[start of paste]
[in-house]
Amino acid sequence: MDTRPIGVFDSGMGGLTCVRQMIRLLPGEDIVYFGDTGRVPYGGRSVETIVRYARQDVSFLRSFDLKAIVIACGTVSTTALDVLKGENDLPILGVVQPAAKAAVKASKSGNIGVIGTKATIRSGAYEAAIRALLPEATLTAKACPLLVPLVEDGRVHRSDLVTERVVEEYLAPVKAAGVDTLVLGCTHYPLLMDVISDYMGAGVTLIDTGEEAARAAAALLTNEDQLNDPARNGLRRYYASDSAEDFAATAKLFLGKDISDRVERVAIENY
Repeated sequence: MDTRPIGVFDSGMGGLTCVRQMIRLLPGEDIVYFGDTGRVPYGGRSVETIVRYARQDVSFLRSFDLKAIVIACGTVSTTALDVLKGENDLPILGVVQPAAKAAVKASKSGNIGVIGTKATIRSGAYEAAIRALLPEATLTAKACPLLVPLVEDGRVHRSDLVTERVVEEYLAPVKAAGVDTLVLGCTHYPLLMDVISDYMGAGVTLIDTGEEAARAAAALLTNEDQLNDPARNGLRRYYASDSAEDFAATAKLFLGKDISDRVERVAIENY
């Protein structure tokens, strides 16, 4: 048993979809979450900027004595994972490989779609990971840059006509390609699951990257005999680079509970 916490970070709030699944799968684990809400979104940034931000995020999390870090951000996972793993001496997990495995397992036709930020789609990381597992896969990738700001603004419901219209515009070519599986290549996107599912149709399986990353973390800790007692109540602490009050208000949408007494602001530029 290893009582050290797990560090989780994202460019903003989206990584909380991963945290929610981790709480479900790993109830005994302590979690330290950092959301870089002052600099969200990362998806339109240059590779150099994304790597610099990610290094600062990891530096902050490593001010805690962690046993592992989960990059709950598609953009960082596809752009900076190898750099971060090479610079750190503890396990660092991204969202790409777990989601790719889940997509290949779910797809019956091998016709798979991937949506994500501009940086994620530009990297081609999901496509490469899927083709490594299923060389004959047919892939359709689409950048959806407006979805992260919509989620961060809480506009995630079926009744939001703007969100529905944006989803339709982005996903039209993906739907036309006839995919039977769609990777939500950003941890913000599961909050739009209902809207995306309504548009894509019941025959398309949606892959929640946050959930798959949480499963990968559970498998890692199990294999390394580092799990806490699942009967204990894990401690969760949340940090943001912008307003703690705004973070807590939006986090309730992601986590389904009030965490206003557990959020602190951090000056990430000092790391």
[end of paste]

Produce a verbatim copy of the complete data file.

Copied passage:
[in-house]
Amino acid sequence: MDTRPIGVFDSGMGGLTCVRQMIRLLPGEDIVYFGDTGRVPYGGRSVETIVRYARQDVSFLRSFDLKAIVIACGTVSTTALDVLKGENDLPILGVVQPAAKAAVKASKSGNIGVIGTKATIRSGAYEAAIRALLPEATLTAKACPLLVPLVEDGRVHRSDLVTERVVEEYLAPVKAAGVDTLVLGCTHYPLLMDVISDYMGAGVTLIDTGEEAARAAAALLTNEDQLNDPARNGLRRYYASDSAEDFAATAKLFLGKDISDRVERVAIENY
Repeated sequence: MDTRPIGVFDSGMGGLTCVRQMIRLLPGEDIVYFGDTGRVPYGGRSVETIVRYARQDVSFLRSFDLKAIVIACGTVSTTALDVLKGENDLPILGVVQPAAKAAVKASKSGNIGVIGTKATIRSGAYEAAIRALLPEATLTAKACPLLVPLVEDGRVHRSDLVTERVVEEYLAPVKAAGVDTLVLGCTHYPLLMDVISDYMGAGVTLIDTGEEAARAAAALLTNEDQLNDPARNGLRRYYASDSAEDFAATAKLFLGKDISDRVERVAIENY
């Protein structure tokens, strides 16, 4: 048993979809979450900027004595994972490989779609990971840059006509390609699951990257005999680079509970 916490970070709030699944799968684990809400979104940034931000995020999390870090951000996972793993001496997990495995397992036709930020789609990381597992896969990738700001603004419901219209515009070519599986290549996107599912149709399986990353973390800790007692109540602490009050208000949408007494602001530029 290893009582050290797990560090989780994202460019903003989206990584909380991963945290929610981790709480479900790993109830005994302590979690330290950092959301870089002052600099969200990362998806339109240059590779150099994304790597610099990610290094600062990891530096902050490593001010805690962690046993592992989960990059709950598609953009960082596809752009900076190898750099971060090479610079750190503890396990660092991204969202790409777990989601790719889940997509290949779910797809019956091998016709798979991937949506994500501009940086994620530009990297081609999901496509490469899927083709490594299923060389004959047919892939359709689409950048959806407006979805992260919509989620961060809480506009995630079926009744939001703007969100529905944006989803339709982005996903039209993906739907036309006839995919039977769609990777939500950003941890913000599961909050739009209902809207995306309504548009894509019941025959398309949606892959929640946050959930798959949480499963990968559970498998890692199990294999390394580092799990806490699942009967204990894990401690969760949340940090943001912008307003703690705004973070807590939006986090309730992601986590389904009030965490206003557990959020602190951090000056990430000092790391």